The pond was originally a tidal stream. It was dammed up to provide power to turn the water wheel that ground grain.

Relics inside the Hummock Island house include timbers from the original Allen’s Clam house. They came from the schooner Remson, built by the Sherwood triplets. The abandoned vessel is still visible at low tide, in the Saugatuck River near the William Cribari/Bridge Street Bridge.

Jeff Sr. lived in the house during his high school years (he graduated from Staples in 1971).

The Hummock Island house (left). On the right is an equipment shed/boat, added a couple of years ago.

A caretaker then lived there for decades, until he was 83. The next year, Hurricane Sandy devastated the house.

The Northrops painstakingly restored it. They did so well, it’s earned a Fairfield County preservation award.

The Hummock Island house.

It sits now on a tiny spit of land. But the island was once much bigger. In fact, Jeff Sr. said, the town still insists he has 5 1/2 acres there.

The view to the back of Sherwood Mill Pond — toward I-95 and the train tracks — from the Hummock Island house.

Jeff Jr. pointed out 2 machines. One separates oysters into 3 sizes. The other cuts them down to uniform shapes. In 1 hour, it does what once took a week.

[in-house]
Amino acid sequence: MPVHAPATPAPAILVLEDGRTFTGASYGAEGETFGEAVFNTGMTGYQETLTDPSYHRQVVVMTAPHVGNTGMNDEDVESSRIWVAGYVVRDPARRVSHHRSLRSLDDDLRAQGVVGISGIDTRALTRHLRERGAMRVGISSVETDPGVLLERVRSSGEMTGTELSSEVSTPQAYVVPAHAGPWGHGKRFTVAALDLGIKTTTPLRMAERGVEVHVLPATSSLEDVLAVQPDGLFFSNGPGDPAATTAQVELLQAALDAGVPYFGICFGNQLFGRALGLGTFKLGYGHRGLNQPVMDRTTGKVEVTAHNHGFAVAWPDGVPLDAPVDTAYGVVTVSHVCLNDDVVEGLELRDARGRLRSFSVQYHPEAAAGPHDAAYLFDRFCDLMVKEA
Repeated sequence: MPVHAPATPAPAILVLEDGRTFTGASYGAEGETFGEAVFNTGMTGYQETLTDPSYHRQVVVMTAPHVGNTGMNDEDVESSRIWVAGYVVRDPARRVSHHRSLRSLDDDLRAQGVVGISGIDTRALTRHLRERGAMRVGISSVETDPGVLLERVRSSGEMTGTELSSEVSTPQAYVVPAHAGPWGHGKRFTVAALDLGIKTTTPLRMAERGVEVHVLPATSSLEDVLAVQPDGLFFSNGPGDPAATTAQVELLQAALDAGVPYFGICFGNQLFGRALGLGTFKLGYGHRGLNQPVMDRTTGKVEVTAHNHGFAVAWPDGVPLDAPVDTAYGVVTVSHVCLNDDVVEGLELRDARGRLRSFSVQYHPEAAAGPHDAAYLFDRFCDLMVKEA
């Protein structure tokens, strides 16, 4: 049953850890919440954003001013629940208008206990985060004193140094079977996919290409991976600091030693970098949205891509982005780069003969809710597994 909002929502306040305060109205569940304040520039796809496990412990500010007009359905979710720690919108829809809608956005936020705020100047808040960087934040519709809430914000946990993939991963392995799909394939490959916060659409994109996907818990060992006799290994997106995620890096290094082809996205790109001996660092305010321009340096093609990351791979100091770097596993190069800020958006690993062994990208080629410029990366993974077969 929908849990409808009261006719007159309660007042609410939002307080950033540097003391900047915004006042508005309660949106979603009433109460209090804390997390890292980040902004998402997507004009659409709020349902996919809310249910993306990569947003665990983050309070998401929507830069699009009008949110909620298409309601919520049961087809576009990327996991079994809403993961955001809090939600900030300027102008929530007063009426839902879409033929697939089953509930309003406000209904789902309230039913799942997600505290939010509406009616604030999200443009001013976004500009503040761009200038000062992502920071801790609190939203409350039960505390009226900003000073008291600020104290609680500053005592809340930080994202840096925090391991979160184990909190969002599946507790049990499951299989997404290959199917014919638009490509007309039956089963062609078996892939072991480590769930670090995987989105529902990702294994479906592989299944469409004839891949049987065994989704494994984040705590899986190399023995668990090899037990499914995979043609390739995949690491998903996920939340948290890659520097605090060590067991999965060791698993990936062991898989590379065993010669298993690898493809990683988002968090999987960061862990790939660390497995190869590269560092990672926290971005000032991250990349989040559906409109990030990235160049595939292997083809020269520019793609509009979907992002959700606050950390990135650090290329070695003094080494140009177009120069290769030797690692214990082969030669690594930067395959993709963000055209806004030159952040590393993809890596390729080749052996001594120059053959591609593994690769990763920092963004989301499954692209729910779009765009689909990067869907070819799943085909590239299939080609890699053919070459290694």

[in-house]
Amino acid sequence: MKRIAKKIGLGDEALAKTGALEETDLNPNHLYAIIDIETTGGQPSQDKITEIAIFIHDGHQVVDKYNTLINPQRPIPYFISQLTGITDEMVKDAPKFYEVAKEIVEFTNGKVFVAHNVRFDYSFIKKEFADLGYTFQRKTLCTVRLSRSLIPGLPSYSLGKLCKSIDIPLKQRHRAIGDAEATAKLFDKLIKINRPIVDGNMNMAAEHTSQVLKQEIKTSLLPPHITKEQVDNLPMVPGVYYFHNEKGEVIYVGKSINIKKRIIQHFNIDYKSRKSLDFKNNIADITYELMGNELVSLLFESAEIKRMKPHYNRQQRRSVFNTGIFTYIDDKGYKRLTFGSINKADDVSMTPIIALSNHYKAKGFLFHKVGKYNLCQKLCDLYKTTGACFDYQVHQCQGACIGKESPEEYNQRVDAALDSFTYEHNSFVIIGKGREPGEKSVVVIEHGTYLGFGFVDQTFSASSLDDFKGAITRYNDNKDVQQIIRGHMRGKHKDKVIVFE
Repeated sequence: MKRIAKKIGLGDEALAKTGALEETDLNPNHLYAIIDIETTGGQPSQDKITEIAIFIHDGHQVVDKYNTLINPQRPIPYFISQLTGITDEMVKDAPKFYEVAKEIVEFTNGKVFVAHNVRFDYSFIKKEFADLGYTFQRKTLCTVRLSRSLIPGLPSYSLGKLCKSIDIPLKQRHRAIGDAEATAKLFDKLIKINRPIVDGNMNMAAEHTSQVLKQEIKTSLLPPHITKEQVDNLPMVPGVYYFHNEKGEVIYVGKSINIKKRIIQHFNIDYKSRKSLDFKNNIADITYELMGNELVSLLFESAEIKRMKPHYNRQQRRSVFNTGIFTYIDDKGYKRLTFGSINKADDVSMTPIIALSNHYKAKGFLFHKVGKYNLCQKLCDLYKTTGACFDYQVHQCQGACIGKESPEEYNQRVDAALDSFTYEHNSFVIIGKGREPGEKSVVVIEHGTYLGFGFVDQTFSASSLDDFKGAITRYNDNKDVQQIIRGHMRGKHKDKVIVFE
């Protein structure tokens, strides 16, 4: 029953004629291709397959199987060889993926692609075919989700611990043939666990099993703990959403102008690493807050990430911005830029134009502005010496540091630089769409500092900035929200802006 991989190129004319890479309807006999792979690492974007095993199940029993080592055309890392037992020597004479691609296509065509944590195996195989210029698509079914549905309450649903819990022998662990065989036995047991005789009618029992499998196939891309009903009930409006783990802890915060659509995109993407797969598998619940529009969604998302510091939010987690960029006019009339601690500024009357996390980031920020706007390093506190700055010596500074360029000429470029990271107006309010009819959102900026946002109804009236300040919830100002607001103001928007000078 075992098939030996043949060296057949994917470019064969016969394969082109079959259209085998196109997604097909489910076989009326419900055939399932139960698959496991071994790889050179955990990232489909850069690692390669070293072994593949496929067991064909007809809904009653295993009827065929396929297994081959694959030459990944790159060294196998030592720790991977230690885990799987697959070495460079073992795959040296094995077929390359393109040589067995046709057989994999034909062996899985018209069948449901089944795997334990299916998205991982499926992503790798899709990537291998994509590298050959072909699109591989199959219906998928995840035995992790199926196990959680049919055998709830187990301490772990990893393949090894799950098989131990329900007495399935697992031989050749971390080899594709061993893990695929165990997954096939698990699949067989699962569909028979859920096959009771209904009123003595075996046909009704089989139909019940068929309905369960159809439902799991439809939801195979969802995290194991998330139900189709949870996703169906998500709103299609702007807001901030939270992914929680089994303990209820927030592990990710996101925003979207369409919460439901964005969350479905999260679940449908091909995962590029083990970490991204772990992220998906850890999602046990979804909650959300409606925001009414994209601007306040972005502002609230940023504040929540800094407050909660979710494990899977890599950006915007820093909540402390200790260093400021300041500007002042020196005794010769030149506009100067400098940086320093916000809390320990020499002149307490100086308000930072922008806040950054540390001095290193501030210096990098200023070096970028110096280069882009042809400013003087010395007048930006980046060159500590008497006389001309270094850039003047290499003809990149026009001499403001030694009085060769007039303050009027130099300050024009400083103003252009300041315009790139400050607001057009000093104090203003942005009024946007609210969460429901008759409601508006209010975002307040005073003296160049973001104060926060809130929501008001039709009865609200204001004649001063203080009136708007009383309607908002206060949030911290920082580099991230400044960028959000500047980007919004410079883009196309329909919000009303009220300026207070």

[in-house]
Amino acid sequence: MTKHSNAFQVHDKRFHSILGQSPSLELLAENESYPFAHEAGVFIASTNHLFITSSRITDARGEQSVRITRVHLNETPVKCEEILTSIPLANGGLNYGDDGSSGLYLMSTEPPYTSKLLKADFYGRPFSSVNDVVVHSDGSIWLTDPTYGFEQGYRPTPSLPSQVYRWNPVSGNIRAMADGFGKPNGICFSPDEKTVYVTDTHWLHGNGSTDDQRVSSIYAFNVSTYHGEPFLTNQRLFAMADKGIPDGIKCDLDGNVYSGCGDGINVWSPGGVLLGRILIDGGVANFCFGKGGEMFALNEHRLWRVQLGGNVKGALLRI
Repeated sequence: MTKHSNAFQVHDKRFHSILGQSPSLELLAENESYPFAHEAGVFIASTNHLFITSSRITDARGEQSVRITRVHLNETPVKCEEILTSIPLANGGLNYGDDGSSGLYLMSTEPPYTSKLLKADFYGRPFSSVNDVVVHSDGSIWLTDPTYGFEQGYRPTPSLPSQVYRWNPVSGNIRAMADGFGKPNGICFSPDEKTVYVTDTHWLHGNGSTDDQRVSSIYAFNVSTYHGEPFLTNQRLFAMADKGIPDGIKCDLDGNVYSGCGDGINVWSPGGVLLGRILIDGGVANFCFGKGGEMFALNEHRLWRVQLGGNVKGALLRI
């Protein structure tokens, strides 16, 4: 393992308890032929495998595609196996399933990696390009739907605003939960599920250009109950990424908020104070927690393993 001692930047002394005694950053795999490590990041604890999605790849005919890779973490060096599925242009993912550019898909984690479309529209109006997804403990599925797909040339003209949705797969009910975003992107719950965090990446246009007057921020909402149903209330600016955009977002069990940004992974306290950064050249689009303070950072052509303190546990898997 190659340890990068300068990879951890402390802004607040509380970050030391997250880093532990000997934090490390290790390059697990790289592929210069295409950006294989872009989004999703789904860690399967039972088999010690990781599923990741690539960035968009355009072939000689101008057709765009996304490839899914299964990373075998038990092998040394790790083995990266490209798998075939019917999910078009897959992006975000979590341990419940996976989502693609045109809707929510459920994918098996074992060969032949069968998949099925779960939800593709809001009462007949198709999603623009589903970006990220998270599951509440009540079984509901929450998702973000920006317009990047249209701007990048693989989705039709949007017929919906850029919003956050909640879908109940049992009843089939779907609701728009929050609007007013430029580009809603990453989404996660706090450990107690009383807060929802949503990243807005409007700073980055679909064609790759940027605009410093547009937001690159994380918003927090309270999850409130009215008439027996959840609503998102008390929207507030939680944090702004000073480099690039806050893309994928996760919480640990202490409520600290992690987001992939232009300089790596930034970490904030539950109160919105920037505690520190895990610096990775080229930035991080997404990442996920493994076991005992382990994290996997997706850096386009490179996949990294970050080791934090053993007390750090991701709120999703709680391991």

Oysters must be separated, because smaller ones won’t grow in the same cage with larger ones.

Hummock Island oysters.

The Northrops farm 4 million oysters at a time, below the surface and in floating bags. The Mill Pond is so nutrient-rich — and the water so pristine — that they take just 18 months to mature. Nearly everywhere else, it’s 3 years.

Jeff Northrop Jr. shucking oysters.

The Northrops supply wholesalers, including Pagano’s of Norwalk. From there they’re distributed all over the country. The 3-inch Hummock Island oysters are the highest grade — a delicacy prized by oyster lovers everywhere.

Next to the house is an equipment shed: the “Oysterplex.” Though it looks like another house, it’s actually a boat. (Jeff Jr. called it a “giant catamaran.”)